10. Tjandra JJ, Fazio VW, Church JM, Oakley JR, Milsom JW, Lavery IC. Similar functional results after restorative proctocolectomy in patients with familial adenomatous polyposis and mucosal ulcerative colitis. Am J Surg 1993; 165:322–325.

    Article  PubMed  CAS  Google Scholar 

  11. Madden MV, McIntyre AS, Nicholls RJ. Double-blind crossover trial of metronidazole versus placebo in chronic unremitting pouchitis. Dig Dis Sci 1994; 39:1193–1196.

    Article  PubMed  CAS  Google Scholar 

  12. Sandborn WJ, McLeod R, Jewell DP. Medical therapy for induction and maintenance of remission in pouchitis: a systematic review. Inflamm Bowel Dis 1999; 5:33–39.

    Article  PubMed  CAS  Google Scholar 

  13. Shen B. Diagnosis and treatment of patients with pouchitis. Drugs 2003; 63:453–461.

    Article  PubMed  Google Scholar 

  14. Gionchetti P, Rizzello F, Helwig U, Venturi A, Lammers KM, Brigidi P, Vitali B, Poggioli G, Miglioli M, Campieri M. Prophylaxis of pouchitis onset with probiotic therapy: a double-blind, placebo-controlled trial. Gastroenterology 2003; 124:1202–1209.

    Article  PubMed  Google Scholar 

  15. Gionchetti P, Rizzello F, Venturi A, Brigidi P, Matteuzzi D, Bazzocchi G, Poggioli G, Miglioli M, Campieri M. Oral bacteriotherapy as maintenance treatment in patients with chronic pouchitis: a double-blind, placebo-controlled trial. Gastroenterology 2000; 119:305–309.

    Article  PubMed  CAS  Google Scholar 

  16. Kuisma J, Mentula S, Jarvinen H, Kahri A, Saxelin M, Farkkila M. Effect of Lactobacillus rhamnosus GG on ileal pouch inflammation and microbial flora. Aliment Pharmacol Ther 2003; 17:509–515.

    Article  PubMed  CAS  Google Scholar 

  17. Pereira SP, Gainsborough N, Dowling RH. Drug-induced hypochlorhydria causes high duodenal bacterial counts in the elderly. Aliment Pharmacol Ther 1998; 12:99–104.

    Article  PubMed  CAS  Google Scholar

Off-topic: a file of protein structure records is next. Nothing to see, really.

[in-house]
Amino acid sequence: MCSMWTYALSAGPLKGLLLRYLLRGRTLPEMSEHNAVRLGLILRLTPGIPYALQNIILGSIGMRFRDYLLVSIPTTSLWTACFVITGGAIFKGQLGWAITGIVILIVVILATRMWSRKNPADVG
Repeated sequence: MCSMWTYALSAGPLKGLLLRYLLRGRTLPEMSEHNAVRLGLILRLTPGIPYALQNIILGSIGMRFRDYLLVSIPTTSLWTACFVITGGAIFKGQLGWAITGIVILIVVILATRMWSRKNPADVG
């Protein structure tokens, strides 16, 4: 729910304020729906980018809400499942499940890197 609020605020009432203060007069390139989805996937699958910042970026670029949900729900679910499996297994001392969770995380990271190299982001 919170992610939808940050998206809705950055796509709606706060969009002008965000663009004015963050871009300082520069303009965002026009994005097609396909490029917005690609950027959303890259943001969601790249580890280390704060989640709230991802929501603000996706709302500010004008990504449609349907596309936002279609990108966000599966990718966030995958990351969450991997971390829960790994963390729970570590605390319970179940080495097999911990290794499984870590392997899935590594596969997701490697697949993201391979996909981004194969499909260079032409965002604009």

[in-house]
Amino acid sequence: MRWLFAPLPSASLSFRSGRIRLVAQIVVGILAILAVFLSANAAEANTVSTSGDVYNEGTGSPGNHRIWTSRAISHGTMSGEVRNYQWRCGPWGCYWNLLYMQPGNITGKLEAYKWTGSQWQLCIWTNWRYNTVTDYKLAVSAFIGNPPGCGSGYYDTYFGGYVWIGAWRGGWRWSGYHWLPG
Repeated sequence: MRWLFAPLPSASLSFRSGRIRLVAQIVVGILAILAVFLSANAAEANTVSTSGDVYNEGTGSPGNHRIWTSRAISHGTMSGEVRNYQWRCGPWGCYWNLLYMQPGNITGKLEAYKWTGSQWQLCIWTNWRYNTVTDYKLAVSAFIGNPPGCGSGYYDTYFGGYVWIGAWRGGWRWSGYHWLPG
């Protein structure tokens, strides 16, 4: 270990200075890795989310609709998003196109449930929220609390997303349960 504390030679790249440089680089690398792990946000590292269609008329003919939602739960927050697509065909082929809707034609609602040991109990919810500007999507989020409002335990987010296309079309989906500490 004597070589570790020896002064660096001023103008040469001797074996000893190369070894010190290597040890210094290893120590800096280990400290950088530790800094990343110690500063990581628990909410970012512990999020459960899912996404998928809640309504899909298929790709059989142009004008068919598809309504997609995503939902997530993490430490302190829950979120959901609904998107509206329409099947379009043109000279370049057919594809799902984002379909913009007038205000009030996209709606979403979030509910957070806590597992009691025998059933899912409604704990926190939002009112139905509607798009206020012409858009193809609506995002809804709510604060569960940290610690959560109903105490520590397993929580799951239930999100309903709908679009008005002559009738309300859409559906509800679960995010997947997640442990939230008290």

18. Shindo K, Machida M, Fukumura M, Koide K, Yamazaki R. Omeprazole induces altered bile acid metabolism. Gut 1998; 42:266–271.

    Article  PubMed  CAS  Google Scholar 

  19. Sehgal R, Berg A, Hegarty JP, Kelly AA, Lin Z, Poritz LS, Koltun WA. NOD2/CARD15 mutations correlate with severe pouchitis after ileal pouch-anal anastomosis. Dis Colon Rectum 2010; 53:1487–1494.

    Article  PubMed  Google Scholar 

  20. Fried M, Siegrist H, Frei R, Froehlich F, Duroux P, Thorens J, Blum A, Bille J, Gonvers JJ, Gyr K. Duodenal bacterial overgrowth during treatment in outpatients with omeprazole. Gut 1994; 35:23–26.

    Article  PubMed  CAS  Google Scholar 

  21. Thorens J, Froehlich F, Schwizer W, Saraga E, Bille J, Gyr K, Duroux P, Nicolet M, Pignatelli B, Blum AL, Gonvers JJ, Fried M. Bacterial overgrowth during treatment with omeprazole compared with cimetidine: a prospective randomised double blind study. Gut 1996; 39:54–59.

    Article  PubMed  CAS  Google Scholar 

  22. Sandborn WJ, Tremaine WJ, Batts KP, Pemberton JH, Rossi SS, Hofmann AF, Gores GJ, Phillips SF. Fecal bile acids, short-chain fatty acids, and bacteria after ileal pouch-anal anastomosis do not differ in patients with pouchitis. Dig Dis Sci 1995; 40:1474–1483.

    Article  PubMed  CAS  Google Scholar 

  23. Nasmyth DG, Godwin PG, Dixon MF, Williams NS, Johnston D. Ileal ecology after pouch-anal anastomosis or ileostomy. A study of mucosal morphology, fecal bacteriology, fecal volatile fatty acids, and their interrelationship. Gastroenterology 1989; 96:817–824.

    PubMed  CAS  Google Scholar 

  24. Duffy M, O’Mahony L, Coffey JC, Collins JK, Shanahan F, Redmond HP, Kirwan WO. Sulfate-reducing bacteria colonize pouches formed for ulcerative colitis but not for familial adenomatous polyposis. Dis Colon Rectum 2002; 45:384–388.

    Article  PubMed  CAS  Google Scholar 

  25. McLaughlin SD, Walker AW, Churcher C, Clark SK, Tekkis PP, Johnson MW, Parkhill J, Ciclitira PJ, Dougan G, Nicholls RJ, Petrovska L. The bacteriology of pouchitis: a molecular phylogenetic analysis using 16S rRNA gene cloning and sequencing. Ann Surg 2010; 252:90–98.

    Article  PubMed  Google Scholar 

  26. Tannock GW, Lawley B, Munro K, Lay C, Taylor C, Daynes C, Baladjay L, McLeod R, Thompson-Fawcett M. Comprehensive analysis of the bacterial content of stool from patients with chronic pouchitis, normal pouches, or familial adenomatous polyposis pouches. Inflamm Bowel Dis 2012; 18:925–934.